Alcoholic liver disease is the result of excessive alcohol consumption over a period of time. It is a severe and fatal consequence of alcohol abuse. Alcohol abuse over the years leads to the replacement of healthy liver tissue with scar tissue. Considered as one of the biggest reasons for acute liver damage, alcohol is not only life-threatening but can also cause liver failure. Excessive consumption of alcohol can result in scarring of the liver and can cause ALD (alcohol-related diseases).
ALD occurs in three stages viz. Fatty Liver, Alcoholic Hepatitis, and Liver Cirrhosis.
Fatty Liver – It is the first stage of ALD, and is also known as steatosis. Fatty Liver is a highly prevalent liver disease, which is characterized by an excessive accumulation of fat inside the liver cells. It makes it hard for the liver to function properly. Heavy drinkers usually get to the fatty liver stage in their early years of alcohol abuse. This reversible if alcohol use is stopped.
Alcoholic Hepatitis – The second stage of ALD, Alcoholic Hepatitis is characterized by the inflammation of the liver leading to the degeneration of liver cells quickly. This stage might last for some years but will eventually progress to absolute liver damage if the patient continues to drink. In critical cases, it can lead to life-threatening complications like liver cirrhosis and absolute liver damage. Jaundice is the most common symptom in this stage along with the following:
- Loss of appetite
- Abdominal tenderness
- Fatigue and weakness
- Weight loss
Liver Cirrhosis – Liver cirrhosis is the last and final stage of Alcoholic Liver Disease where permanent scarring of healthy liver tissue occurs. It is a severe condition and an irreversible one. A patient with liver cirrhosis will witness liver failure symptoms, along with the symptoms of alcoholic hepatitis:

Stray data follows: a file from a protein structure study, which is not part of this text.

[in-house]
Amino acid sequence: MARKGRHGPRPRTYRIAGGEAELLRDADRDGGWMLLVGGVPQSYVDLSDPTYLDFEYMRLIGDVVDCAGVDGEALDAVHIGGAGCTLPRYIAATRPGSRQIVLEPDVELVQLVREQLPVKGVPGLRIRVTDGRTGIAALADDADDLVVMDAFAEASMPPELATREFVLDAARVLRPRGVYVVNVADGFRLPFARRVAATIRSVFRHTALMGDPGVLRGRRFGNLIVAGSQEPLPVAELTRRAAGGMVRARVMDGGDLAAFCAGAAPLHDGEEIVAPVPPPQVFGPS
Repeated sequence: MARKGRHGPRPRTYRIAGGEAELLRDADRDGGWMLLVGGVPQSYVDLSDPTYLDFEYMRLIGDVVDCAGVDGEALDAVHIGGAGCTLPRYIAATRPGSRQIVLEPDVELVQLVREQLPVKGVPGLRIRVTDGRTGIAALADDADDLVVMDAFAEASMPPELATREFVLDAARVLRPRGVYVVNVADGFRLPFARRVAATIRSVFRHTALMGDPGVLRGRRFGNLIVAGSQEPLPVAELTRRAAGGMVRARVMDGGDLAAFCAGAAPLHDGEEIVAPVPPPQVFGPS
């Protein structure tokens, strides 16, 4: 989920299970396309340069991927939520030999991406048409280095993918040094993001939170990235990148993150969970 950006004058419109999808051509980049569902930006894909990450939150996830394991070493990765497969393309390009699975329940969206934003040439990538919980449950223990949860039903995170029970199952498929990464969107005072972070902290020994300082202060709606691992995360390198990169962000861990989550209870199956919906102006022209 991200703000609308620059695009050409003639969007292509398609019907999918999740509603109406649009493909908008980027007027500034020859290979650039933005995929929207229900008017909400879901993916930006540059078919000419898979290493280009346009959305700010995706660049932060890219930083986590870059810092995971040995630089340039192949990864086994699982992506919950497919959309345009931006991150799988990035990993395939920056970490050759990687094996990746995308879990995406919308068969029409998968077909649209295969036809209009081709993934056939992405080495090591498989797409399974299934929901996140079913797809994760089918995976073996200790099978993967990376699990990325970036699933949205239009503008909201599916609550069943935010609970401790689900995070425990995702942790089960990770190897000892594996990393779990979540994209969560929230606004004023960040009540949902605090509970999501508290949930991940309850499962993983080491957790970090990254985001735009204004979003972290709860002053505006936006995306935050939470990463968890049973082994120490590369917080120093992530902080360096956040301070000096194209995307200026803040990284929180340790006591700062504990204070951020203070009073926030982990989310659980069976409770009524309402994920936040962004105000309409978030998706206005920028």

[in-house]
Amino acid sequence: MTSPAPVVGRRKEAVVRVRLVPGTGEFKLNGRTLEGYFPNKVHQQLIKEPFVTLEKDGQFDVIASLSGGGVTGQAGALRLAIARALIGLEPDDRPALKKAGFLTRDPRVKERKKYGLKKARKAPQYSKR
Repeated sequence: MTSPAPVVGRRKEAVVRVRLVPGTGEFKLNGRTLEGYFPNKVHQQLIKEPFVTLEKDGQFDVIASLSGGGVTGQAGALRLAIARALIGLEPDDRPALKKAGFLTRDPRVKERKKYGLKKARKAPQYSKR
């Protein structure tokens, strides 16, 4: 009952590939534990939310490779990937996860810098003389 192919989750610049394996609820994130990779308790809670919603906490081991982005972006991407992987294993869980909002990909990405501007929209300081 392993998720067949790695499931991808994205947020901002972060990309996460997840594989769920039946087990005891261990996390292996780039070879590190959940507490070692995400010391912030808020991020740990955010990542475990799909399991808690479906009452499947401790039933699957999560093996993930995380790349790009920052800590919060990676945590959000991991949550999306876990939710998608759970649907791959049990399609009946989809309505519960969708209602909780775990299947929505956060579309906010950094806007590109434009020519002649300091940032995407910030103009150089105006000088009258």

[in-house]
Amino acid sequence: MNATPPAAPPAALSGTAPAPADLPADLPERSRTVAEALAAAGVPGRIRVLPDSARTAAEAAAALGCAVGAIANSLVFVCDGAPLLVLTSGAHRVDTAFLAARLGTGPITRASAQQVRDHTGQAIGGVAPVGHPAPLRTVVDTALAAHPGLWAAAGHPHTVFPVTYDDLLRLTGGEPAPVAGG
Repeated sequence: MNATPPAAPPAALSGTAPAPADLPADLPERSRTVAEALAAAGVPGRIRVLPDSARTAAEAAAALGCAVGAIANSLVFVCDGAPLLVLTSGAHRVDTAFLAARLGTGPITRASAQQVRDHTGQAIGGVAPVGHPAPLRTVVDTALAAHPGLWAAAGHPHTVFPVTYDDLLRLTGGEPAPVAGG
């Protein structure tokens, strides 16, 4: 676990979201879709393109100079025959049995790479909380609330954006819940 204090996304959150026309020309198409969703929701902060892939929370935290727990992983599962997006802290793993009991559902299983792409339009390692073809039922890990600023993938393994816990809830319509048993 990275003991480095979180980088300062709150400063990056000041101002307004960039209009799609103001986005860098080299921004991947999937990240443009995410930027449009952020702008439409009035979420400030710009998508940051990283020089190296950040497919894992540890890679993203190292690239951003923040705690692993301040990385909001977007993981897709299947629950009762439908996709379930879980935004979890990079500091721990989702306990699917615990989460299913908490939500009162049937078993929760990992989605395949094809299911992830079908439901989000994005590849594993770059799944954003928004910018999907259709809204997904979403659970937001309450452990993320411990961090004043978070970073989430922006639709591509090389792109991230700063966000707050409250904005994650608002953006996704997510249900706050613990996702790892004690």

- Fluid accumulation in the abdomen
- Spleen enlargement
- Bleeding from veins
What are the Treatment Options for Alcoholic Liver Disease?
Complete abstinence from alcohol is the most important therapeutic intervention for people with Alcoholic Liver Disease. Abstinence from alcohol reduces the risk of further damage to the liver, but it also provides it with a chance to recover. Patients suffering from ALD should completely refrain from drinking, thereby improving the outcome & histological features of hepatic injury. They should give their body a chance to reduce portal pressure and decrease progression to cirrhosis. It eventually helps to improve survival at all ALD stages.
One of the major complications of ALD is malnutrition, especially in patients who are on the second stage of alcoholic hepatitis. In patients with ALD, protein-calorie malnutrition is highly prevalent. Patients in any stage of alcoholic liver disease must consult a hepatologist and get started with nutritional therapy at earliest. It can help in alleviating the symptoms and improving the present stage of the liver.
Medications (Pharmacological Therapy)
For ALD patients, a hepatologist is likely to prescribe various drugs and medications after carefully screening the symptoms and stages of the disease.
A liver transplant may be the only treatment option in severe cases of ALD where the liver has stopped functioning, and there is no improvement even after the patient stops drinking. The consideration for a liver transplant is different, and it is only taken into account when the patient has developed complications of cirrhosis or if the body does not respond to other treatments including medications. However, ALD is one of the most common indications of a liver transplant.
It is absolutely vital for the person with ALD to completely abstain from alcohol if they want to improve their chances of survival. A change in lifestyle is necessary for the life of a person suffering from the alcoholic liver disease. In case of liver failure due to advanced stages of ALD, only a liver transplant can save the person. So, it is important to start today and abstain from alcohol altogether.